Starbucks Corp. Thursday raised its long-term goal for how much larger it wants to get by 20 percent, citing opportunities to put more of its coffee shops in smaller U.S. markets.
The Seattle company raised its target to 30,000 stores, up from its previous goal of 25,000, Chairman Howard Schultz said during a meeting with analysts. He did not set a specific time frame.
The chain currently has more than 8,500 stores worldwide, with nearly 6,000 in the United States alone. The additional 5,000 in the target will be focused in the United States, specifically in smaller markets it has entered in the past two years, Schultz said.
"It is a bigger market today than it was five years ago," Starbucks Chief Executive Orin Smith said at the meeting, adding that the company was having more success expanding into rural areas and Hispanic neighborhoods, among other markets, that it had not previously counted on.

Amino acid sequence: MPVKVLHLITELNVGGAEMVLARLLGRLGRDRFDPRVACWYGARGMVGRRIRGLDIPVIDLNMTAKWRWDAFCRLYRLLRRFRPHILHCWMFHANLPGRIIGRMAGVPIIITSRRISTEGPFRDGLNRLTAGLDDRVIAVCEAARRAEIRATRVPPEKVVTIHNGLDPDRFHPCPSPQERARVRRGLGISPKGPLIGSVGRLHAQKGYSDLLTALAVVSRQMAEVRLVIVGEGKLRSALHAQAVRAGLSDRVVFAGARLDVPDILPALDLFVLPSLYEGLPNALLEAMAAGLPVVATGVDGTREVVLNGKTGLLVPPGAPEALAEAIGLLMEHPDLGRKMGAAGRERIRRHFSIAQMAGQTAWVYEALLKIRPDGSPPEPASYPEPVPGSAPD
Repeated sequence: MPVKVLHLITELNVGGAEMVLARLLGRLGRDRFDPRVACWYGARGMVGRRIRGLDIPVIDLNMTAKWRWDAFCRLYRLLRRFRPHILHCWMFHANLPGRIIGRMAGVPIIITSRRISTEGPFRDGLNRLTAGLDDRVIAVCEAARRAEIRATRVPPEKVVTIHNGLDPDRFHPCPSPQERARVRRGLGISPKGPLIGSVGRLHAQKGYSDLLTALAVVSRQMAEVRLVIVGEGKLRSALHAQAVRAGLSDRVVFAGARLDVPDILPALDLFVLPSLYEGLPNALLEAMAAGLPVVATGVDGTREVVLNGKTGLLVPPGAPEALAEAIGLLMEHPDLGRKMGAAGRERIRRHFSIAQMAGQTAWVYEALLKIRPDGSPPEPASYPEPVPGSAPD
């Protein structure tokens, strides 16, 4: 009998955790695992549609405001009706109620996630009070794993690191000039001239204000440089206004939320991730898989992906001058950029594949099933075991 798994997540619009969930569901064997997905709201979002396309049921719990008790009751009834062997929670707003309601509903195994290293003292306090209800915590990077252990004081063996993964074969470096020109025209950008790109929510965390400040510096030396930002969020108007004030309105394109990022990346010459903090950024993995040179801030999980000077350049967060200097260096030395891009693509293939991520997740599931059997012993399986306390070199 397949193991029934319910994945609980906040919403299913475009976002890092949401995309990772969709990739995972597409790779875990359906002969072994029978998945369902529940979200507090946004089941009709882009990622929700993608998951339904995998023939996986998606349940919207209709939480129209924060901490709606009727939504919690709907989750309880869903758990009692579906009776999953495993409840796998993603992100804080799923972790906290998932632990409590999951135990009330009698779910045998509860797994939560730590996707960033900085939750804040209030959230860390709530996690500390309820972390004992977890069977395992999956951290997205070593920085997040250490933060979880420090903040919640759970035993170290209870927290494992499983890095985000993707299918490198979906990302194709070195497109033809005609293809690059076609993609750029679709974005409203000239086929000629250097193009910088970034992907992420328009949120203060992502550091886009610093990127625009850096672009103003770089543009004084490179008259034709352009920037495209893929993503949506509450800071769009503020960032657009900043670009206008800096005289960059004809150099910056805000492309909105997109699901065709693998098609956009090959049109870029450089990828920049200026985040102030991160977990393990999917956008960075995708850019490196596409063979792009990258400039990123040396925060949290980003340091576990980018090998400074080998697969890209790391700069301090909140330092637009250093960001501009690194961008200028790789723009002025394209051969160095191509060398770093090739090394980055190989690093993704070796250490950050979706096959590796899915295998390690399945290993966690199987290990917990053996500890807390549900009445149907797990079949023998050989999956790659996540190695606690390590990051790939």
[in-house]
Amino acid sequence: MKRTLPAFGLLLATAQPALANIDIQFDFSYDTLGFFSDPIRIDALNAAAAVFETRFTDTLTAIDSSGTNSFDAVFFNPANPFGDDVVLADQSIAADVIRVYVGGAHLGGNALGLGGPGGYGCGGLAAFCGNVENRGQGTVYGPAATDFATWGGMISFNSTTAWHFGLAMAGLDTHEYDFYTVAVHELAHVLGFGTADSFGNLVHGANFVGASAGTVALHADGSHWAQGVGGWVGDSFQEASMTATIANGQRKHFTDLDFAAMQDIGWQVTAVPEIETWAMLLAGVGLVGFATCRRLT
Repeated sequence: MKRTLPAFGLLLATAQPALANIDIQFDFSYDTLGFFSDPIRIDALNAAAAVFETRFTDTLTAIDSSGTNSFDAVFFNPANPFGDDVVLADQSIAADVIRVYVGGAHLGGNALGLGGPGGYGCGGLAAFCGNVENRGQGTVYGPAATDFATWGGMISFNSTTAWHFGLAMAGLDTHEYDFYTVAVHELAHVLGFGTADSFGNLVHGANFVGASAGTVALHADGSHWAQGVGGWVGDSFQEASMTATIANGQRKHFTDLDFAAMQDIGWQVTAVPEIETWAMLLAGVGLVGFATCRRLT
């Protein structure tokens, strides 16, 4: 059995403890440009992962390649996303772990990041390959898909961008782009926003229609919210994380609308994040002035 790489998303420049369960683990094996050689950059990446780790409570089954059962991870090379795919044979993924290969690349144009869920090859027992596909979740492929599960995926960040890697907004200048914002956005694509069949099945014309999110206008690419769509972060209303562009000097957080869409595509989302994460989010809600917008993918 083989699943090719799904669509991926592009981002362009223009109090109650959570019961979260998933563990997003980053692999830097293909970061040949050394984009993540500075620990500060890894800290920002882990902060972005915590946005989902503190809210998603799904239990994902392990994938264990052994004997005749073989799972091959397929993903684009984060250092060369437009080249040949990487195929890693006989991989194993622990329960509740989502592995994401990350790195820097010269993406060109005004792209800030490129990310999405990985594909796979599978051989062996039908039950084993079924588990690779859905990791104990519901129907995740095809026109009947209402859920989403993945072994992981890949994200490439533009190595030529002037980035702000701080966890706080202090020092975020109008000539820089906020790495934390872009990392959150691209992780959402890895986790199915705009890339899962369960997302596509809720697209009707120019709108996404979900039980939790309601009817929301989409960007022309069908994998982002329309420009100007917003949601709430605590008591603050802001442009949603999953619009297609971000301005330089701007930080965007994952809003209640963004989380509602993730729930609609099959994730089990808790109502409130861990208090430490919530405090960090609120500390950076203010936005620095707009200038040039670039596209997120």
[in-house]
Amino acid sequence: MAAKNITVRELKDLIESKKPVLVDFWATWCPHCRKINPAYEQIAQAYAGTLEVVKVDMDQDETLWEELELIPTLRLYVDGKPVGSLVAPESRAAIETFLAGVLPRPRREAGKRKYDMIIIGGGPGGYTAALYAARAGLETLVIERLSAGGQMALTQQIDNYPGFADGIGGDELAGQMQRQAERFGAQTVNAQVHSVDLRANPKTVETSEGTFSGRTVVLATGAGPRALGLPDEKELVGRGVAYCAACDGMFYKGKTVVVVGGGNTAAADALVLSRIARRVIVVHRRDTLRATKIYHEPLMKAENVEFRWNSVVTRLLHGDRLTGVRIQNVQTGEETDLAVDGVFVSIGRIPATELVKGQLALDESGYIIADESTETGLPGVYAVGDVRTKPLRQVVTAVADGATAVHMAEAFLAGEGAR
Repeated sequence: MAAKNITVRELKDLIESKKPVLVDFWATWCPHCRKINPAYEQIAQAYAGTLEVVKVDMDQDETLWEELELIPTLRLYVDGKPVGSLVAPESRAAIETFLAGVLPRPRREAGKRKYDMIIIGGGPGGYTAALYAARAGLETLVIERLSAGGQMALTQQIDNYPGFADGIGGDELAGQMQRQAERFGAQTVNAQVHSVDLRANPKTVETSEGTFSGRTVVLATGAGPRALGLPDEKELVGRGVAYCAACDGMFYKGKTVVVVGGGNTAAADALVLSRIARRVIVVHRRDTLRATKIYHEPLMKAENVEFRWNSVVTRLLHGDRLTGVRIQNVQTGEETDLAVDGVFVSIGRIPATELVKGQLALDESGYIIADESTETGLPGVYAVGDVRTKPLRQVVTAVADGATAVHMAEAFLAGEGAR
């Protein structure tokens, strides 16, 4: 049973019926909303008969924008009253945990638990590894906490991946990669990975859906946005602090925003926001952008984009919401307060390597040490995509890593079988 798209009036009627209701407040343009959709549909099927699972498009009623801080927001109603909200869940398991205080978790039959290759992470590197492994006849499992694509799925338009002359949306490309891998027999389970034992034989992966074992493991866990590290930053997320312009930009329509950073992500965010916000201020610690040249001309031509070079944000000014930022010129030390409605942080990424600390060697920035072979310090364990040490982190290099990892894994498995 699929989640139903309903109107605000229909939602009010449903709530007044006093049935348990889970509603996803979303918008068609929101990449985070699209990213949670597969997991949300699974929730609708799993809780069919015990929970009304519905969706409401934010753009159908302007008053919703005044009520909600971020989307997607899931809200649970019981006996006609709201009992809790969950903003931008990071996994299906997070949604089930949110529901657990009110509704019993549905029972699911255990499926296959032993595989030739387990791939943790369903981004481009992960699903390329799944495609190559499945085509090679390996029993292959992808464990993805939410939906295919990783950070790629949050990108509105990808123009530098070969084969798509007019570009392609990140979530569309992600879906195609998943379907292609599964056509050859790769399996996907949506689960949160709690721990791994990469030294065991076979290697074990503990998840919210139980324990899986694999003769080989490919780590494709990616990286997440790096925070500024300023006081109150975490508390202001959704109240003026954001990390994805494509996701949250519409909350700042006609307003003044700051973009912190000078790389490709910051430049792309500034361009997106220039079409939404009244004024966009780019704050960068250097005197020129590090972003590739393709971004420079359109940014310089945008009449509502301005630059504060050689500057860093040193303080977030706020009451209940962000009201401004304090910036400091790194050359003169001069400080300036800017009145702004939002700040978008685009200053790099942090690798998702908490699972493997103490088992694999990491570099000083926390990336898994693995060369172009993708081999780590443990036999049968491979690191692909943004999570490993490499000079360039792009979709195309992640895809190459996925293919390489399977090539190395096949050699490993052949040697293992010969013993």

Starbucks' drive-thru stores will play a major part in its expansion into both new and existing markets, Smith said, adding that there was still plenty of room for the company to grow in places where it already has a significant presence.
The company stood by fiscal 2004 earnings estimates of 94 cents to 95 cents per share and its 2005 earnings forecast of $1.12 per share to $1.15 per share. Wall Street analysts, on average, expect Starbucks to earn 95 cents per share in 2004 and $1.16 per share for 2005, according to Reuters Estimates.
"We continue to believe we can grow this company's top line by 20 percent or more," said Smith, who said earlier this week he will retire next year.